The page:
Painting ze yin und yangNO, he cries, I WILL NOT JUST HELP PEOPLE REALIZE THEIR DREAMS AND LET THEM HELP ME! I NEED TO KEEP TRACK! I NEED TO ACCOUNT FOR INFLATION, GET A PROMOTION, GET A RAISE, AND RETIRE IN TAHITI! ACCOUNTS AND BALANCES, PEOPLE! YOU CANNOT PAY THE BILLS WITH LOVE! YOU PEOPLE ARE GODDAMNED CRAZY!

Meanwhile, the artist does what she always has done. She walks the land, giving and receiving love. Oh, yes, and there were times when we were burned for it. And it could happen again. Nothing inspires more fear than the thought that what one has worked hard for could fall apart.

Siva-sakti, you told us this is what love really is… the acceptance that what we have worked so hard for could crumble at any moment. That is the truth of creation, destruction and rebirth. Please help us all to see this.

morning dates = awesome

Lace and I went out to see the falling cherry blossom petals this morning. ❤

Image

It all started because I woke up too early. I didn’t know what to do. I took my shower, did stretches, made my coffee, and sat in my clam shell sipping and looking out the window. Lace was there on the balcony. I looked at her wheel and the triangle of her frame and thought about reading for a bit. Then I thought, why not take Lace out around the lake?

When we started the sky turned my favorite shade of grey, dark and foreboding. Then lightning split the sky and from the rift successive blankets of hard-hitting rain baptized us. With the rain, the final cherry blossom petals departed from their homes and flew on twirling wisps of wind around us. The bite of cold is gone from the air, and the only sensation in my skin was the soak of raindrops.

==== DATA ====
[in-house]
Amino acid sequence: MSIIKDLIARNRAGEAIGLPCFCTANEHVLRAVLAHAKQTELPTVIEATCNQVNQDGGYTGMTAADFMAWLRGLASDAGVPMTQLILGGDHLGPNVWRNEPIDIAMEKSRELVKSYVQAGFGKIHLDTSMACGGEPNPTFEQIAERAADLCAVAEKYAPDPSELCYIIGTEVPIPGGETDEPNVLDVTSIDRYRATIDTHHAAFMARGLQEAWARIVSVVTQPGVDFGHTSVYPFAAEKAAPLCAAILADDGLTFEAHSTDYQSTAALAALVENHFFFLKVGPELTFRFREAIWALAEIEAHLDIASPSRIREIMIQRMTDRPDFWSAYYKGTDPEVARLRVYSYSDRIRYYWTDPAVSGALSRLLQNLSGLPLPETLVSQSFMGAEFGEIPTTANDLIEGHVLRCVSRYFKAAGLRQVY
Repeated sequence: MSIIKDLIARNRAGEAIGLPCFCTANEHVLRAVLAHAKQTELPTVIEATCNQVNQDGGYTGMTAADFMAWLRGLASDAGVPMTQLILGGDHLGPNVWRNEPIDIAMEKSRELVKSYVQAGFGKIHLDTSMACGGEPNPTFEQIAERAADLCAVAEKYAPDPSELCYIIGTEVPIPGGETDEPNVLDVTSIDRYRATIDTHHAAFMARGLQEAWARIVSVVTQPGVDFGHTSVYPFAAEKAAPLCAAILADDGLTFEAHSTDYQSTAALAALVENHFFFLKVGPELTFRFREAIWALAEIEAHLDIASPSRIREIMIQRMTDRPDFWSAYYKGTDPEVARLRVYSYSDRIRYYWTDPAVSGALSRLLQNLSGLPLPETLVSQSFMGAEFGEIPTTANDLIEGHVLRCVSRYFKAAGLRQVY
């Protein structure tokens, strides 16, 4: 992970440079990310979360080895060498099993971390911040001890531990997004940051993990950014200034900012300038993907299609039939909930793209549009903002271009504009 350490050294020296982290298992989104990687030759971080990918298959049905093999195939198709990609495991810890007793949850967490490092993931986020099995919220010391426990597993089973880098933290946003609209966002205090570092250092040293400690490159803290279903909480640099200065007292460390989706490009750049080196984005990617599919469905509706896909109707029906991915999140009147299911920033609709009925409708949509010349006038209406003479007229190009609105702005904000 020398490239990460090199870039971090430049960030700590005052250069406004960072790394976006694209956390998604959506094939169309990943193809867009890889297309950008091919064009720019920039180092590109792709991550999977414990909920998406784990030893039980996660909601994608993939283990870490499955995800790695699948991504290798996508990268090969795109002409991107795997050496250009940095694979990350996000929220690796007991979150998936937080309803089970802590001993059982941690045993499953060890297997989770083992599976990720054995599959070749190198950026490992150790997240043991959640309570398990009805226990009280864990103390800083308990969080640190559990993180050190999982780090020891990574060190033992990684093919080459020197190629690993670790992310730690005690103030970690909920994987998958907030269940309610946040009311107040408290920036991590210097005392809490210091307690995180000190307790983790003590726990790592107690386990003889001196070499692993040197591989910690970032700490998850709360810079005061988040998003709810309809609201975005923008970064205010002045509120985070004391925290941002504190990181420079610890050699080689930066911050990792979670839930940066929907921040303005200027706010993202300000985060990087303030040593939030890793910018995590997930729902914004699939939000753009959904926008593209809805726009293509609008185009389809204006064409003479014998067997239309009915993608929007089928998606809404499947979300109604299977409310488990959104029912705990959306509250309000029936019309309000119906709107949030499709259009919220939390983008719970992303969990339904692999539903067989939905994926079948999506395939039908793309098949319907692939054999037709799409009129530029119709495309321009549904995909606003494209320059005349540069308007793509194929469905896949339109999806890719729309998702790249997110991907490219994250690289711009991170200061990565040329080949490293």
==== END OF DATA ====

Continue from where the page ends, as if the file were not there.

Coming back against the wind, my mouth filled with droplets, water coming down harder than before. Every part of me was drenched. Lace’s brakes whined a little in the final stretch. Sorry, sweetie, we’ll be home soon.

Back at home, we dried off with a warm, fluffy towel and I sipped a bit more before going to work. Coming down from that has left me passive and ready to rest. But my day has just begun…

cultural confusion holiday love

I am the mad story-stealer! I was given this tale by a coworker who began taking English classes last year. Since then, she has really taken to the English language through much discipline and practice. I was quite amazed to hear her tell this story. I’ll admit to adding some details, but the story structure is completely hers, and she told it completely in English 🙂

Min-hu was a retailer of children’s books back then. He led a quiet, simple life. He loved having conversations about interesting things with the people who came into his shop. He spoke a little English, but not much.

Greta was a teacher of English from Germany who loved to learn languages and explore new cultures. She had spent her life traveling, a life which had brought her here to Min-hu’s bookstore in a quiet little South Korean town in Jeollabukdo.

Greta began to speak with Min-hu this fateful day, partly in Korean and partly in English. Min-hu was happy to speak to this warm, kind foreigner who had a great love for her new home of Korea and children’s books. She was teaching kindergarten in those days and had come to select the right picture book for her students.

She spoke with the gentleman behind the counter. A conversation began to emerge about the season, the cold and snow, and how in Germany it is a custom to invite friends to one’s house to warm up with a hot beverage. Greta told Min-hu that she would love it if he came over to her home, as a friend, and enjoy some tea and snacks. Min-hu was delighted to accept the invitation from the stranger. He looked forward to having some practice speaking English and possibly making a new friend.